Common Names: White mustard
Parts Used: Seeds
Collection: Seed pods are harvested in the late summer
Chemical Constituents: Sinalbin, sinapine, sinapic acid, fixed oil, protein, muciligeetc
Actions: Diuretic, emetic, irritant, rubefacient
Traditional uses: Cholesterol issues, chronic obstructive pulmonary disease, diabetes, type 2, heart disease, insulin resistance, cancer, benign prostatic hypertrophy, brain health
Profile: Mustard seeds have no flavor, taste or aroma as a whole seed. In order for the seed to have any taste of smell the seed coat must be broken. When the seed coat is broken and cold water added to the powdered seed an enzyme called myrosinase becomes active. It is this enzyme and process that is responsible for creating the taste we associate with mustard.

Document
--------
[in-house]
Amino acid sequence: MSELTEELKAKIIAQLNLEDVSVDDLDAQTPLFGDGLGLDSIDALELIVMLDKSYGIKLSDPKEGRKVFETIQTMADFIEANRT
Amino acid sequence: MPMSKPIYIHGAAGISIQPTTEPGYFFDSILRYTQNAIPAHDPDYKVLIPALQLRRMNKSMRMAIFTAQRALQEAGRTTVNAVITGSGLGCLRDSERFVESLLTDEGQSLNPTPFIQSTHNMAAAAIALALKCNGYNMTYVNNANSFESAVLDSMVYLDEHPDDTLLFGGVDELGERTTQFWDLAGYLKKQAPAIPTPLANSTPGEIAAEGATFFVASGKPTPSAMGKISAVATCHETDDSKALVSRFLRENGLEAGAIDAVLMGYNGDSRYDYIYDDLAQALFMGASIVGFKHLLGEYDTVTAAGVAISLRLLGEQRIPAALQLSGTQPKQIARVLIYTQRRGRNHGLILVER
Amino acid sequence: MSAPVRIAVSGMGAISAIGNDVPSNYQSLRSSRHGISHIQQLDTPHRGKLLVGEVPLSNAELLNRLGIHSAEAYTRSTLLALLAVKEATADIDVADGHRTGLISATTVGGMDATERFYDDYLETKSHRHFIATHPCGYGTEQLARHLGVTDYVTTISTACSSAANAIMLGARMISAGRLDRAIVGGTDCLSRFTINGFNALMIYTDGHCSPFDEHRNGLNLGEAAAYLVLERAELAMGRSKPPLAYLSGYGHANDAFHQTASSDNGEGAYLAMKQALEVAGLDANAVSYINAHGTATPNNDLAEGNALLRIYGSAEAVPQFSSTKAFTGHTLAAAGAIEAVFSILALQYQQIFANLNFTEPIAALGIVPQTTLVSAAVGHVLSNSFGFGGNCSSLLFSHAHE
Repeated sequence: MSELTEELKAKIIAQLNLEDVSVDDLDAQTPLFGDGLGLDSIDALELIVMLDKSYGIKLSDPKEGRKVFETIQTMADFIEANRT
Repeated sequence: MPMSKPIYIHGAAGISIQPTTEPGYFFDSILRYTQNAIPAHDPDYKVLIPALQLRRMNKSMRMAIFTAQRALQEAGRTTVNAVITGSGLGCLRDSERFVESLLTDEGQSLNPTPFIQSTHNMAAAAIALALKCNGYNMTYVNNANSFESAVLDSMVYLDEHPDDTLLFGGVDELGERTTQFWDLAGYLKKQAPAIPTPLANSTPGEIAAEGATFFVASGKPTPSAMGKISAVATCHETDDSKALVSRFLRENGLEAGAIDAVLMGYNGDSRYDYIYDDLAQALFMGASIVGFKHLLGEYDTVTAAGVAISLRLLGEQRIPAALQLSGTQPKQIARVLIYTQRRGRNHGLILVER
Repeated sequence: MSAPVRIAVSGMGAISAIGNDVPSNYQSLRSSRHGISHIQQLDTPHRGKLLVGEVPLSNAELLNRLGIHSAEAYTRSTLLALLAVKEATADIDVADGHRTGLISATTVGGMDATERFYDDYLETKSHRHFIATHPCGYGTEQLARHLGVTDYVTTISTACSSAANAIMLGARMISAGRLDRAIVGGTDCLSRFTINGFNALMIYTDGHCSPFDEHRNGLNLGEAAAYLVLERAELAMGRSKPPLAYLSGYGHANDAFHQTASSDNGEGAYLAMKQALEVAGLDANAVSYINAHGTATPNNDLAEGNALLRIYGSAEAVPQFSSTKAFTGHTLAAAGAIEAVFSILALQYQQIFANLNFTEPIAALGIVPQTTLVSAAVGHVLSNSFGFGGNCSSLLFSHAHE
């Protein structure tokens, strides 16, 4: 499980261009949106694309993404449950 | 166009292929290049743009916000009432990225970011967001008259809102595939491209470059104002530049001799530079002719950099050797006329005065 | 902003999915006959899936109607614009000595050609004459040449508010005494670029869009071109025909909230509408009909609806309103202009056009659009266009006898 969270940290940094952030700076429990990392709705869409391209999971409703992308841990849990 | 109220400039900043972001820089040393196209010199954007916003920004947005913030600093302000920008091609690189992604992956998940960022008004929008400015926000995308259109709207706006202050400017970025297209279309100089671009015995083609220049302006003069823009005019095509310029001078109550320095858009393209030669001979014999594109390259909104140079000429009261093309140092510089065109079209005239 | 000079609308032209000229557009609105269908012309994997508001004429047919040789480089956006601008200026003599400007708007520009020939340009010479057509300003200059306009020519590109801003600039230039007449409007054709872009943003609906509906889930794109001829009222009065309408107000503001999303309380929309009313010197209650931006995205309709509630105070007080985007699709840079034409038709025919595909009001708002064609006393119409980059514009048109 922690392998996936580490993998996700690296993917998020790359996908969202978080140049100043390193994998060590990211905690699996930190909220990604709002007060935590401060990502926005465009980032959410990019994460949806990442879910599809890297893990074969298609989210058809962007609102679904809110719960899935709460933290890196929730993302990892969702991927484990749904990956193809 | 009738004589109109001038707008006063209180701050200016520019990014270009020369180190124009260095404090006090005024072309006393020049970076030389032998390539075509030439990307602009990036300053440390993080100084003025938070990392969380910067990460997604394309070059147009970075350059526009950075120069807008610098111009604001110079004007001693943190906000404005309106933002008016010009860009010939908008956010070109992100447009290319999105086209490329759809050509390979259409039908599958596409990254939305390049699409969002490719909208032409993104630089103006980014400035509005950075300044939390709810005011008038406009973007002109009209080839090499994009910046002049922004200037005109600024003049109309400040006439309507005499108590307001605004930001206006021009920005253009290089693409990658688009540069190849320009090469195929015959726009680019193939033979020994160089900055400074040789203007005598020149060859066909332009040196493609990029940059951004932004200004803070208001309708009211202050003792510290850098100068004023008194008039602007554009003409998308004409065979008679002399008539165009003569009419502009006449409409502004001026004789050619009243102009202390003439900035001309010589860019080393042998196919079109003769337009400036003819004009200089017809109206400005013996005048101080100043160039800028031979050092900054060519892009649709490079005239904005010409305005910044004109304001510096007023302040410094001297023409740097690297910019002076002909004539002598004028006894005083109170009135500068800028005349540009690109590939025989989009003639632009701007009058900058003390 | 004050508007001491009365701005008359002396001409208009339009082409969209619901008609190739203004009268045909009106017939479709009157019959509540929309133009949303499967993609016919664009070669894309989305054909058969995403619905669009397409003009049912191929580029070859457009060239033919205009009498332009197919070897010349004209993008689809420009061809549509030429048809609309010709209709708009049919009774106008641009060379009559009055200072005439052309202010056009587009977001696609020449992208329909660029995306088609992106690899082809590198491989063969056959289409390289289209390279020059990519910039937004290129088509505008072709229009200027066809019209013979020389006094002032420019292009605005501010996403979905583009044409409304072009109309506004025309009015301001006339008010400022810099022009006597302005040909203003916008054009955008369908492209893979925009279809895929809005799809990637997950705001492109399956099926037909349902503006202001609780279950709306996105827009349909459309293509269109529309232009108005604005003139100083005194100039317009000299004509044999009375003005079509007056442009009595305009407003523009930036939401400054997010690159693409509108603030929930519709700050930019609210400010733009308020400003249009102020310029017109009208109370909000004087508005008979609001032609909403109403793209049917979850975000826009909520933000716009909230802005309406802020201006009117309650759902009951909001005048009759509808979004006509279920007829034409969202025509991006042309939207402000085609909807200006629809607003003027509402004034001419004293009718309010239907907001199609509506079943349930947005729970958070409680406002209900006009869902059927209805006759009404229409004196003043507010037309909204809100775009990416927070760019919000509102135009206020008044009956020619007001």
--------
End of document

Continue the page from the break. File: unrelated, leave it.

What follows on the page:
Herbs & Spices to pair with: Allspice, black cumin, cardamom, chilies, cinnamon, clove, coriander, cumin, fennel, ginger, turmeric
In the Kitchen: Pre-made mustards come in a variety of styles everything from stone ground to bright yellow creamy mustard which can be added to sauces, marinades and dressings. However you can also try:
adding whole seeds to marinades
fry seeds until they pop and then sprinkle over broccoli, cabbage, or brussels sprouts. * Mustard is part of the cruciferous family, the same family these veggies come from.
Combine ground mustard seeds, paprika, and oregano to make a rub for red meat
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